In this answer a quote from Horace's, "Satire of Persius" (Satires 4, line 47):

"...si facis in penem quidquid tibi venit...",

was translated by Tyler Durden to:

"...and come to do whatever your prick suggests...".

(The only translation I could find, on the net:

"...if you follow your prick...".)

For TD's translation to work, "in" + accusative would have to mean something like "from" or "through"; literally:

"...if you do whatever comes to you 'from/ through' your penis...".

Listed definitions of ("in" + accusative) are of the "to; into; against; for; towards; until" (motion-) kind (Oxford). If "towards" could be reversed it might fit.

The desired "from" or "through" or "follow" (above) do not appear.

What does "in" mean, here?

1 Answer 1


This is a variation on the phrase mihi in mentem venit, "it comes to my mind" or "it occurs to me". In this satire the thought comes not to one's mind but to one's penis, but the structure is the same.

You can understand the original idiom literally or you can treat it as a fixed idiom. Either way, I would see the satirical thing as a variation of it rather than an independent expression.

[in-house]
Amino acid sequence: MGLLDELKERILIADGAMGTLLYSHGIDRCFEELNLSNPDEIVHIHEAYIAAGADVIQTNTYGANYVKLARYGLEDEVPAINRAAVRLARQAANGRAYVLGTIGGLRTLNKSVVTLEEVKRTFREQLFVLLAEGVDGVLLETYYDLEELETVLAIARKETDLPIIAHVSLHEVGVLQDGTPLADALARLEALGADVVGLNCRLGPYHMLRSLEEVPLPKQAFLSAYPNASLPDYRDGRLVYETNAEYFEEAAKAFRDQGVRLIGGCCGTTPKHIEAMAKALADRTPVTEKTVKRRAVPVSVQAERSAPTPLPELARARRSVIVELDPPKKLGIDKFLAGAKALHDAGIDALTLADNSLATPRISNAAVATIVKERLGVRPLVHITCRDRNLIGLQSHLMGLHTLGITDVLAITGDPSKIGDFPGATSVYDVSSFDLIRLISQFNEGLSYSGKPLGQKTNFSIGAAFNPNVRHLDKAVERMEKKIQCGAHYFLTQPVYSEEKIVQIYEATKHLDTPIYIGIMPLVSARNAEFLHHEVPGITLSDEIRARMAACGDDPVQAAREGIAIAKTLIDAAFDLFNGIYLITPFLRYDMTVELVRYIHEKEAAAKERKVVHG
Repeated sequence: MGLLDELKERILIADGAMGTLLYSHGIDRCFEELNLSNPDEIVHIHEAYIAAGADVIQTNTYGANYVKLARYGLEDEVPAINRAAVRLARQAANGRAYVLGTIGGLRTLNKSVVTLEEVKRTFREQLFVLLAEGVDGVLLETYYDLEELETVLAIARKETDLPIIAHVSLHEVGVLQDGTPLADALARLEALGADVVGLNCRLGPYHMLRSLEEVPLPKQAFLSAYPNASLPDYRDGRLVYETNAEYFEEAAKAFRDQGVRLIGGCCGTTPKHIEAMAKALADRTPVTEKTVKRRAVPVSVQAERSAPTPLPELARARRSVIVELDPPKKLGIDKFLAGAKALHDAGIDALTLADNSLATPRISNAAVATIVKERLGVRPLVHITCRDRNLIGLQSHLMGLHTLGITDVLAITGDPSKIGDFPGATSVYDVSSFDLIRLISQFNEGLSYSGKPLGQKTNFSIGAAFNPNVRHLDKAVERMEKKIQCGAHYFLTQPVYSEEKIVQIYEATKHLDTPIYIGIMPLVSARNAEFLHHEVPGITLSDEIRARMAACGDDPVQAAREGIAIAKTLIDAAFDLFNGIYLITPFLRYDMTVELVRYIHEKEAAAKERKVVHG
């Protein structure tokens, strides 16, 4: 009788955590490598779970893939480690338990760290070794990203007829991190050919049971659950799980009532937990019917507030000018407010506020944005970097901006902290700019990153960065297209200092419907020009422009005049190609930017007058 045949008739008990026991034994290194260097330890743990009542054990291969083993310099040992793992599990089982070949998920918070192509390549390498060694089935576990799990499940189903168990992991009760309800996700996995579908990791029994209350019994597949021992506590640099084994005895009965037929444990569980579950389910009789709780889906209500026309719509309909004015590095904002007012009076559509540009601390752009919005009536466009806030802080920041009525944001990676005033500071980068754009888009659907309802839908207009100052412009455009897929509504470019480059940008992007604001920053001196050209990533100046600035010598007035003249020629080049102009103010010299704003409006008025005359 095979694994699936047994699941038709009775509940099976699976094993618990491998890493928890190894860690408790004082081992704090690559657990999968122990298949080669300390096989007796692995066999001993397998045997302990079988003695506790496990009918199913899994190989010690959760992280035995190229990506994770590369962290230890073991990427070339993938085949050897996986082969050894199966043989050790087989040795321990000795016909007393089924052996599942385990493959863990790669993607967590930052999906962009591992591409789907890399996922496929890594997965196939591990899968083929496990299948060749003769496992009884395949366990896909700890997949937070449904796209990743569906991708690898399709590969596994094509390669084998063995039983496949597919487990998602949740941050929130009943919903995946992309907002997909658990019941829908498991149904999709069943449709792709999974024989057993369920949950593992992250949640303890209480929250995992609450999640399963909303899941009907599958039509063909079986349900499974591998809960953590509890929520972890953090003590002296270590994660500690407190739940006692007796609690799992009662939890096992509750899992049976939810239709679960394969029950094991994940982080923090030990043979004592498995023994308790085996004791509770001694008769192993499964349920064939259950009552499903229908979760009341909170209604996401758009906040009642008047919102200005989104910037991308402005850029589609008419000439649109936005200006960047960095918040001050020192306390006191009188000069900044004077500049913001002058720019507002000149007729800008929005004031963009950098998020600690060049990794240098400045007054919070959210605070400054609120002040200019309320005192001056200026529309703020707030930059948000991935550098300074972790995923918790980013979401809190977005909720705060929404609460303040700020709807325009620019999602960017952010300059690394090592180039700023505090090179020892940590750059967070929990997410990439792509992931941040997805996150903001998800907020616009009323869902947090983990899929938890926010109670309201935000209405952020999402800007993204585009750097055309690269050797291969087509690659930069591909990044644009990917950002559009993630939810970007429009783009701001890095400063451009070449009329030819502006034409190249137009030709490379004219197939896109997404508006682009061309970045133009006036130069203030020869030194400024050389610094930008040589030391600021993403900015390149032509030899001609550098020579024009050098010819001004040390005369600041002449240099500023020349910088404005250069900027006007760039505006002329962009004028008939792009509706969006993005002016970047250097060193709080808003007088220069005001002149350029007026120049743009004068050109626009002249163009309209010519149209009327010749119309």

There are many ways to translate this into English. What Tyler chose describes the idea well, but you could also choose to highlight the parallel between mind phrase and the penis phrase in your translation the way Latin does.

  • Hard not to think of the possible connection between mentula and mens; But then, why Horace didn't use here mentula? Maybe its the meter in verse
    – d_e
    Oct 26, 2022 at 16:23
  • 3
    @d_e Horace never uses mentula. It's a naughty word, one that Cicero was too embarrassed to explicitly use even though he alludes to it. You get it in Catullus, the Priapeia, and then Martial, not hardly anyone before, at least in the surviving corpus.
    – cmw
    Oct 28, 2022 at 11:10

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